Frequent engagement in media communication and advocacy was associated with higher environmental improvement scores. Writing letters to the editor of a local or regional newspaper, releasing a press statement, or mounting a mass media campaign furthers community awareness and public support for proposed environmental changes.31 Such advocacy may also influence change-making processes by feeding into the momentum of the initiative, influencing the perceptions of key leaders, and applying pressure for policy change.36 , 37
Groups vested in political and policy advocacy activities were also more likely to achieve policy change. Specifically, groups were most likely to be successful when they frequently offered testimony in public hearings and solicit community leader endorsements for collaborative-sponsored events. Engaging community leaders may be vital for extending the groups' influence in facilitating such changes.5 , 6 Kingdon38 has shown that such investment in frontline policy activities is crucial for advancing a policy agenda.
Convincing government entities and nonprofit organizations in collaborative group leadership roles to engage in policy advocacy may be challenging due to a perception that such advocacy activities will compromise funding. Blackwell et al, citing Homan (chapter 7), have found that this fear may be exaggerated and not in line with actual federal or foundation grantee guidelines.39 , 40 If government or other funder restrictions prevail, then lead organizations may need to give allied partners without such conflicts more responsibility for testifying and advocating on behalf of the group.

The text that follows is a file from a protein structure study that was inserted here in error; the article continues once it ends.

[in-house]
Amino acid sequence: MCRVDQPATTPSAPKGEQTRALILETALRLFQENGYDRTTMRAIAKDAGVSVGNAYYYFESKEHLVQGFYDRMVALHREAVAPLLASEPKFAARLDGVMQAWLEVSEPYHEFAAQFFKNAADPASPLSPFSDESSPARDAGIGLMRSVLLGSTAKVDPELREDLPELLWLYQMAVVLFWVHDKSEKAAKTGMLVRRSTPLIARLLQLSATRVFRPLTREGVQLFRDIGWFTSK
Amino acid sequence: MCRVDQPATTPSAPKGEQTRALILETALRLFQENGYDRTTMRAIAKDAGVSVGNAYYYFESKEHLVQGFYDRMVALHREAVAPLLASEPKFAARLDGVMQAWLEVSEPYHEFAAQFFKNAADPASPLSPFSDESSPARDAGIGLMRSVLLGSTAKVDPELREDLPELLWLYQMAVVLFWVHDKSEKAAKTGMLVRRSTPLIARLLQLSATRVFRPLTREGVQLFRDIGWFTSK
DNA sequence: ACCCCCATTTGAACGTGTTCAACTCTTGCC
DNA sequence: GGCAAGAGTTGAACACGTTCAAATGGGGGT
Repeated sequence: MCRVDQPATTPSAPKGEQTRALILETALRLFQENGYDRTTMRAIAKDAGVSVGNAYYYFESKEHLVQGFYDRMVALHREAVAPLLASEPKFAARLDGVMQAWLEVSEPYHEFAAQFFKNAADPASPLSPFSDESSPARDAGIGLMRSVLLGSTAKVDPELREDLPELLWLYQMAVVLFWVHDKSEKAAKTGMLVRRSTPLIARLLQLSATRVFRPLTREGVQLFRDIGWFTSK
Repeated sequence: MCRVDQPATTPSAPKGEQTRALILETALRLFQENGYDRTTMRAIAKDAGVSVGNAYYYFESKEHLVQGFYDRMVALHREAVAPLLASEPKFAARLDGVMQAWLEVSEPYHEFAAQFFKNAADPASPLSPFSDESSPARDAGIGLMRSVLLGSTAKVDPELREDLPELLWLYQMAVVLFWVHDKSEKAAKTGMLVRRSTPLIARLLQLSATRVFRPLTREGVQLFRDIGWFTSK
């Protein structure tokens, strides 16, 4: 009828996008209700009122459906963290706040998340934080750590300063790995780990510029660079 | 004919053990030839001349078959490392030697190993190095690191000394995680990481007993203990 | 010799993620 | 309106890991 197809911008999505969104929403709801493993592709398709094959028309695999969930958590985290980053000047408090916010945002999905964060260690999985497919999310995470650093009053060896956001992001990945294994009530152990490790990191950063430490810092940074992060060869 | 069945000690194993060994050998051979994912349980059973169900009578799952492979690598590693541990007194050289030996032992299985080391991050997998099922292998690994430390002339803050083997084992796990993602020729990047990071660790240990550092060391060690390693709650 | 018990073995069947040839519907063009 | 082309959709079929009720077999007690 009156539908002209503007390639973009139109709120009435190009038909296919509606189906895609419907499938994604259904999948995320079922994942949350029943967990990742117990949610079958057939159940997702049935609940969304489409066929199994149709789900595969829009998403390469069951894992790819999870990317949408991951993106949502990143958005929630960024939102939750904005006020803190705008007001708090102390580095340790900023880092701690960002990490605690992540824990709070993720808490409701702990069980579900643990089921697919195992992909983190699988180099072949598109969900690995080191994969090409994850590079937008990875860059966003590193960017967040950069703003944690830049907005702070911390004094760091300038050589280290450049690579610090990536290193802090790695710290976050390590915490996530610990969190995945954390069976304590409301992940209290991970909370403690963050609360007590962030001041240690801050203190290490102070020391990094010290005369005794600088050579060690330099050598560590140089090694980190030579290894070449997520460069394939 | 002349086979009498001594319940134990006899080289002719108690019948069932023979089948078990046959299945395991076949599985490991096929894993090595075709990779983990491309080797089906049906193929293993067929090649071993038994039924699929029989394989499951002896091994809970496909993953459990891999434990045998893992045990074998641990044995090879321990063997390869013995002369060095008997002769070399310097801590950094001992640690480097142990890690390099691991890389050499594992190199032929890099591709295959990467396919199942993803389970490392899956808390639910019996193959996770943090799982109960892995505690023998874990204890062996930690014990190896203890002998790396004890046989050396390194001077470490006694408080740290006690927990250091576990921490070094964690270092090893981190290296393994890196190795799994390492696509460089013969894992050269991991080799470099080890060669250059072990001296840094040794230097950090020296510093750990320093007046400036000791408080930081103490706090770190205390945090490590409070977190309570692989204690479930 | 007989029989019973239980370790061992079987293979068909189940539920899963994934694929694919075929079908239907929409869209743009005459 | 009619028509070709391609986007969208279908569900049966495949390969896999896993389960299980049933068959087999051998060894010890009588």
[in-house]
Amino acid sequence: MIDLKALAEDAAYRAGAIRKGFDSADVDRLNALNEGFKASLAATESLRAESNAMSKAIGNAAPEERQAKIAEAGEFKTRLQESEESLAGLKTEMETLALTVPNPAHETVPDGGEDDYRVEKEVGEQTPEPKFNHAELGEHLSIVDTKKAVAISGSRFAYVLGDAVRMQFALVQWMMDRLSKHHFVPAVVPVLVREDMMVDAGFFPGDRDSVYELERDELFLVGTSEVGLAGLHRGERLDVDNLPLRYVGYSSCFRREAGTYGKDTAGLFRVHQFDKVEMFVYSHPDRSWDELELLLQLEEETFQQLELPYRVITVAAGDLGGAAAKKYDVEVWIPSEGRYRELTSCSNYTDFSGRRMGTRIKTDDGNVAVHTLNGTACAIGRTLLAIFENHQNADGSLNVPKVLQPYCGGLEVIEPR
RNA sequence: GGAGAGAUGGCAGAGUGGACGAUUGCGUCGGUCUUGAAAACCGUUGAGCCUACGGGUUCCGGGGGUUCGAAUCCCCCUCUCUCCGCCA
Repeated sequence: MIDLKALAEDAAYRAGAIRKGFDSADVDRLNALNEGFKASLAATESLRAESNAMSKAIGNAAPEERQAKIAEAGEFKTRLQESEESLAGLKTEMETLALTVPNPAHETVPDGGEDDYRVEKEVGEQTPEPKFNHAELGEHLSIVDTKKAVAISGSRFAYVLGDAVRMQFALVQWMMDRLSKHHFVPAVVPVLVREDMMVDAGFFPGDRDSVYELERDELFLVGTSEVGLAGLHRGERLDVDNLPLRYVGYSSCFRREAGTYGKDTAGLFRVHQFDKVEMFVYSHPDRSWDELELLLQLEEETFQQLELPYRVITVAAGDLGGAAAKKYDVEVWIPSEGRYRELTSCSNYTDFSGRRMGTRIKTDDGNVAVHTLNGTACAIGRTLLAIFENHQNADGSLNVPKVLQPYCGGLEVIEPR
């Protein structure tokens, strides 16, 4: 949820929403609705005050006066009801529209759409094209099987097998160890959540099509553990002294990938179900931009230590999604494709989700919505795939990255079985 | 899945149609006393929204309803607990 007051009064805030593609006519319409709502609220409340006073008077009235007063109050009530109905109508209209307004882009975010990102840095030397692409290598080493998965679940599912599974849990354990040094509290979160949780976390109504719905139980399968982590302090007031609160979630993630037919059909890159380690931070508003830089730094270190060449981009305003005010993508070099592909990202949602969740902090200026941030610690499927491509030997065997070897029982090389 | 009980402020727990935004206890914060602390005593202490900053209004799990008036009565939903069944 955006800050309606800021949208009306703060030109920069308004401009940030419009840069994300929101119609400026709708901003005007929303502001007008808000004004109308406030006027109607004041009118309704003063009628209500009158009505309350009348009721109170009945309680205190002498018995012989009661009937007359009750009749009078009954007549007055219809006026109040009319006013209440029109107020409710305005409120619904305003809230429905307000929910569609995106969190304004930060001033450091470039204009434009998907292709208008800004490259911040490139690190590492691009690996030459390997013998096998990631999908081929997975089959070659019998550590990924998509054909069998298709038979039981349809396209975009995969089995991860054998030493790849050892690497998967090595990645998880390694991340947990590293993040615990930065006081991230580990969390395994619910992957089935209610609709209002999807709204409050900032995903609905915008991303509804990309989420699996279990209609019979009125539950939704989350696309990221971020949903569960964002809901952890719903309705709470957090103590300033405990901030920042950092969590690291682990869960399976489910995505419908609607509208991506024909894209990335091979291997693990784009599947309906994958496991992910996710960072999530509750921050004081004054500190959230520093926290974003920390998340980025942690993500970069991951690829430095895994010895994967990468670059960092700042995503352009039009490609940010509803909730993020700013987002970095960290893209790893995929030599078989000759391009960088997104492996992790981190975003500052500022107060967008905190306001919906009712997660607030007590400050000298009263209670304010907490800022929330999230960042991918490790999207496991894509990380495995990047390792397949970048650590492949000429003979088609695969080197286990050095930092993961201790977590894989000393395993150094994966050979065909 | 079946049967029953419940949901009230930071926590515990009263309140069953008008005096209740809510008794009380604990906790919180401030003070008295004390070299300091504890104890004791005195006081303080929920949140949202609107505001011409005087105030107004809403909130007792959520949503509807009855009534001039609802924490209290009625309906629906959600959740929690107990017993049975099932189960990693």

Finally, groups in the implementation stage of collaborative development may have greater latitude in the way their groups are organized and managed. Consistent with previous research, compositional features of groups, such as collaborative size, were not significant in explaining groups' effectiveness.16 Rather, groups can invest in activities that engage stakeholders across the spectrum of political, policy and community settings in order to generate the social and human capital necessary to influence environmental improvements and policy change.
There are several limitations worth noting. First, the cross-sectional design limits the exploration of temporal aspects of group processes and related outcomes. Second, because the sample was constructed using a nomination process, results may reflect the work of groups with greater visibility and more successful initiatives and thus may not be generalizable to all active living collaborative groups. Third, collection of data from group coordinators may bias results in a positive direction given their investment in their respective groups. Fourth, the statistical power is limited given the small sample size.
This research examines the changes active living collaborative groups are undertaking to improve physical activity levels in communities across America. Our research suggests that groups are translating the evidence on environmental and policy approaches to promote active living from research to practice. Community and policy engagement activities are widely used by groups but intensity of use varies across groups. Groups are most effective in making improvements to the built environment and changes to the policy landscape when they dedicate substantial resources to engage their members, the broader community, and decision makers in the work of the collaborative.18 Technical assistance offered by funders and supporting organizations may strengthen collaborative groups' approach to engaging in the policy-making process by improving communication of information in policy-making settings.41
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Keywords:© 2013 Lippincott Williams & Wilkins, Inc.
active living; community collaboratives; environmental change; policy; stakeholder engagement